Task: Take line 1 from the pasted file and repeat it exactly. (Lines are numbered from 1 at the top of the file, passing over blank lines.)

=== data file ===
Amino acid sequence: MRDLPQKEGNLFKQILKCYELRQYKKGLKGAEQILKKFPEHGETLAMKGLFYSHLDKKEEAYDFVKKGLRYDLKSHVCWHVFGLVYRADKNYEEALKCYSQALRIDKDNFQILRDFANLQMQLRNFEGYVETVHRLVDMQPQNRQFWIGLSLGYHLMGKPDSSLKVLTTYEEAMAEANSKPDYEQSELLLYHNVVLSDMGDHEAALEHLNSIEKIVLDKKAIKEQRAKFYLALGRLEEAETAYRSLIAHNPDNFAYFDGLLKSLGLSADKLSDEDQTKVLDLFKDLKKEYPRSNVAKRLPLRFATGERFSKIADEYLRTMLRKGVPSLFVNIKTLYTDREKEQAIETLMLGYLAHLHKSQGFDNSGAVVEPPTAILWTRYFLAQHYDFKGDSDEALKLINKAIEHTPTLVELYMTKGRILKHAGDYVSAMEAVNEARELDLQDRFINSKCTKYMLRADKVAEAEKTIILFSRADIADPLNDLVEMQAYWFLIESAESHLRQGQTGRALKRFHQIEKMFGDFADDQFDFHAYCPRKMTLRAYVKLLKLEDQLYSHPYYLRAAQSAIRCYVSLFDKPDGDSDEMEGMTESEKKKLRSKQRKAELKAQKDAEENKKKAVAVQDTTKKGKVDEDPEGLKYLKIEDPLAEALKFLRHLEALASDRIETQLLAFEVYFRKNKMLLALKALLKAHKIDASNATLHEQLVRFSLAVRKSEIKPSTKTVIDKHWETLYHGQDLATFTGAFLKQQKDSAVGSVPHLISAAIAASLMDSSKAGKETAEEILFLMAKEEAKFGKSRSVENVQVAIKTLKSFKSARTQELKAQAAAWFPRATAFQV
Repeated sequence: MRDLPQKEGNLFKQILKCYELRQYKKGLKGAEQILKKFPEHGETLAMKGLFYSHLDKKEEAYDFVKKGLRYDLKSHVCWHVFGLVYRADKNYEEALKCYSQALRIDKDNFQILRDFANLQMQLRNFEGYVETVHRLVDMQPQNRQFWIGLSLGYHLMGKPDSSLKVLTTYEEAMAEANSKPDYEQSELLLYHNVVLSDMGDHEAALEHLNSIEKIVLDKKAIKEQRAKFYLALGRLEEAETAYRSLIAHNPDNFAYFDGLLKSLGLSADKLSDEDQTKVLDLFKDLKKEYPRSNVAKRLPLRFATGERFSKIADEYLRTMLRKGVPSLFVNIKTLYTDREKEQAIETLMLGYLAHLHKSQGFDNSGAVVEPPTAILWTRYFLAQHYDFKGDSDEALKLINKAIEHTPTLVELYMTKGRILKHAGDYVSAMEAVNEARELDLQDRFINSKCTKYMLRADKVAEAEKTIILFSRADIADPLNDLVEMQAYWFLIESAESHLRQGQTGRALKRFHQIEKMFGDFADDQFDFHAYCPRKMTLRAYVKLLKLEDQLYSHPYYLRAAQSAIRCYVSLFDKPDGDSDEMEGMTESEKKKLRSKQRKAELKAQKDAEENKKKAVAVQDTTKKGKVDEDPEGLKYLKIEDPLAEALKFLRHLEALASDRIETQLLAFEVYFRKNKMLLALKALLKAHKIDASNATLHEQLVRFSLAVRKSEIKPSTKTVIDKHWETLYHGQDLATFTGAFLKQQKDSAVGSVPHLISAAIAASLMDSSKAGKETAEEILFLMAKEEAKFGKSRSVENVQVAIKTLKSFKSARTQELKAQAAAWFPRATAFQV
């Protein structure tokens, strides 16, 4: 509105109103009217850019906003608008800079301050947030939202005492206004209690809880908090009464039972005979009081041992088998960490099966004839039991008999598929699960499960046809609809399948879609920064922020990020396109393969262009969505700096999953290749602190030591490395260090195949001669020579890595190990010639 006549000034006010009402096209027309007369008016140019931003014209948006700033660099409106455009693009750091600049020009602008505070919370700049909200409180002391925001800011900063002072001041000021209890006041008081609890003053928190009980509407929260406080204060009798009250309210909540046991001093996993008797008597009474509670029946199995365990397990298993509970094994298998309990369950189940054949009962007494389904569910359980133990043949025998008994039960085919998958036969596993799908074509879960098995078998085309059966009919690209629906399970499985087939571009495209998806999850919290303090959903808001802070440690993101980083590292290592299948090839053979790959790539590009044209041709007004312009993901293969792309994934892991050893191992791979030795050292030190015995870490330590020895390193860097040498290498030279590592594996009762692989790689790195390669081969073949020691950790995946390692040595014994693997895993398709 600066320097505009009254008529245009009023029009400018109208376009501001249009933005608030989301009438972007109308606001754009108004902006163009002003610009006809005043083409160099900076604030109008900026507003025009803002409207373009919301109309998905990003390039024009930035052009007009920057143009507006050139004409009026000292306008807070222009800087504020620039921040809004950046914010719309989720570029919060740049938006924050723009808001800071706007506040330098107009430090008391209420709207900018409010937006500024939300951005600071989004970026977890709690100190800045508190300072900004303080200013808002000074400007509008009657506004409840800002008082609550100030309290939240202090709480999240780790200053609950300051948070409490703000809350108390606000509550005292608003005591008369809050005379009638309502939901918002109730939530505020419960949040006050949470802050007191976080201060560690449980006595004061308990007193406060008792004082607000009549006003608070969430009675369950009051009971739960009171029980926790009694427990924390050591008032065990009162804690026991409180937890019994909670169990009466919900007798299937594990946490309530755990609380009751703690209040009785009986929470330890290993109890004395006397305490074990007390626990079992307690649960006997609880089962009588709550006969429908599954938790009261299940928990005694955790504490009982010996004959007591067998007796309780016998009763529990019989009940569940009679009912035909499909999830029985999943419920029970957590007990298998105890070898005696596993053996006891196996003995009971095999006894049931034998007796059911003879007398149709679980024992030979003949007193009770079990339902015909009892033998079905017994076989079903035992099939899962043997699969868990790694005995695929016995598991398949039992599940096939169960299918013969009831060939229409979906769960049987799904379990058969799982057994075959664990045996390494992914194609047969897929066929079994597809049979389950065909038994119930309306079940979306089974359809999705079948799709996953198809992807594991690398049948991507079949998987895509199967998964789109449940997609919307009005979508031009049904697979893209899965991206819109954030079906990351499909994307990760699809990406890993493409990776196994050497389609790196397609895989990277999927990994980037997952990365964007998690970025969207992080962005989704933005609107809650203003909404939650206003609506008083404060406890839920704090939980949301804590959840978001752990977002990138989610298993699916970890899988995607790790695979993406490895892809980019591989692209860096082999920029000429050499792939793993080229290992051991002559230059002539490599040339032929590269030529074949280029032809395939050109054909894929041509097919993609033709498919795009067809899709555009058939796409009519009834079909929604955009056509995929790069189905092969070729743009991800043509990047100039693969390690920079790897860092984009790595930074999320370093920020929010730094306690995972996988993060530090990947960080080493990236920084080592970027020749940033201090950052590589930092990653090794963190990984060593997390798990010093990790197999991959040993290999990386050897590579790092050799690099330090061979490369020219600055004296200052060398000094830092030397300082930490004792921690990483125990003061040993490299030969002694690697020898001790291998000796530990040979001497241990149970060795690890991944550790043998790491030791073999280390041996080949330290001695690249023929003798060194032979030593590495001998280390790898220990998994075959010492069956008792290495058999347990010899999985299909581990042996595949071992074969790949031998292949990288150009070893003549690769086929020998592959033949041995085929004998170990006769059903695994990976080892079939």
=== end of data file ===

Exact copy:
Amino acid sequence: MRDLPQKEGNLFKQILKCYELRQYKKGLKGAEQILKKFPEHGETLAMKGLFYSHLDKKEEAYDFVKKGLRYDLKSHVCWHVFGLVYRADKNYEEALKCYSQALRIDKDNFQILRDFANLQMQLRNFEGYVETVHRLVDMQPQNRQFWIGLSLGYHLMGKPDSSLKVLTTYEEAMAEANSKPDYEQSELLLYHNVVLSDMGDHEAALEHLNSIEKIVLDKKAIKEQRAKFYLALGRLEEAETAYRSLIAHNPDNFAYFDGLLKSLGLSADKLSDEDQTKVLDLFKDLKKEYPRSNVAKRLPLRFATGERFSKIADEYLRTMLRKGVPSLFVNIKTLYTDREKEQAIETLMLGYLAHLHKSQGFDNSGAVVEPPTAILWTRYFLAQHYDFKGDSDEALKLINKAIEHTPTLVELYMTKGRILKHAGDYVSAMEAVNEARELDLQDRFINSKCTKYMLRADKVAEAEKTIILFSRADIADPLNDLVEMQAYWFLIESAESHLRQGQTGRALKRFHQIEKMFGDFADDQFDFHAYCPRKMTLRAYVKLLKLEDQLYSHPYYLRAAQSAIRCYVSLFDKPDGDSDEMEGMTESEKKKLRSKQRKAELKAQKDAEENKKKAVAVQDTTKKGKVDEDPEGLKYLKIEDPLAEALKFLRHLEALASDRIETQLLAFEVYFRKNKMLLALKALLKAHKIDASNATLHEQLVRFSLAVRKSEIKPSTKTVIDKHWETLYHGQDLATFTGAFLKQQKDSAVGSVPHLISAAIAASLMDSSKAGKETAEEILFLMAKEEAKFGKSRSVENVQVAIKTLKSFKSARTQELKAQAAAWFPRATAFQV